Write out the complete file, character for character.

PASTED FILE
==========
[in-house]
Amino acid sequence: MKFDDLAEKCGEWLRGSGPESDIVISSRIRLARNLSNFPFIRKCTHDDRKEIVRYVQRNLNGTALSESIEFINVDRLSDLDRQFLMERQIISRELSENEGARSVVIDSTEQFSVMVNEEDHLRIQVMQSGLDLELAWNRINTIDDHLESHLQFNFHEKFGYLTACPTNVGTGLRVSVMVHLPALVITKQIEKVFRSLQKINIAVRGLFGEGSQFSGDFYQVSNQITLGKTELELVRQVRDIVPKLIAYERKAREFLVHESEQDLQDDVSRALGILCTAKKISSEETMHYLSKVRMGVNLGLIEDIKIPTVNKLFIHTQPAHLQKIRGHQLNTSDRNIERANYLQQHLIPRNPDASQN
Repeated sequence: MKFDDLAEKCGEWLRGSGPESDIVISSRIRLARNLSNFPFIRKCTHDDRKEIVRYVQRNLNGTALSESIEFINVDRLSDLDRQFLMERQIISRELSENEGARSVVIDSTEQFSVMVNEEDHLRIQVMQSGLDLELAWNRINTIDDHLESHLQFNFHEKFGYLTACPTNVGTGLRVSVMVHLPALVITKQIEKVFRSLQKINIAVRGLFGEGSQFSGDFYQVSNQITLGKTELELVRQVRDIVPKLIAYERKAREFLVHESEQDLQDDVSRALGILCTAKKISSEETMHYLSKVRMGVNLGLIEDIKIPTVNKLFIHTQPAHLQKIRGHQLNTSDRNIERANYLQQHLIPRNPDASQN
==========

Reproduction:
[in-house]
Amino acid sequence: MKFDDLAEKCGEWLRGSGPESDIVISSRIRLARNLSNFPFIRKCTHDDRKEIVRYVQRNLNGTALSESIEFINVDRLSDLDRQFLMERQIISRELSENEGARSVVIDSTEQFSVMVNEEDHLRIQVMQSGLDLELAWNRINTIDDHLESHLQFNFHEKFGYLTACPTNVGTGLRVSVMVHLPALVITKQIEKVFRSLQKINIAVRGLFGEGSQFSGDFYQVSNQITLGKTELELVRQVRDIVPKLIAYERKAREFLVHESEQDLQDDVSRALGILCTAKKISSEETMHYLSKVRMGVNLGLIEDIKIPTVNKLFIHTQPAHLQKIRGHQLNTSDRNIERANYLQQHLIPRNPDASQN
Repeated sequence: MKFDDLAEKCGEWLRGSGPESDIVISSRIRLARNLSNFPFIRKCTHDDRKEIVRYVQRNLNGTALSESIEFINVDRLSDLDRQFLMERQIISRELSENEGARSVVIDSTEQFSVMVNEEDHLRIQVMQSGLDLELAWNRINTIDDHLESHLQFNFHEKFGYLTACPTNVGTGLRVSVMVHLPALVITKQIEKVFRSLQKINIAVRGLFGEGSQFSGDFYQVSNQITLGKTELELVRQVRDIVPKLIAYERKAREFLVHESEQDLQDDVSRALGILCTAKKISSEETMHYLSKVRMGVNLGLIEDIKIPTVNKLFIHTQPAHLQKIRGHQLNTSDRNIERANYLQQHLIPRNPDASQN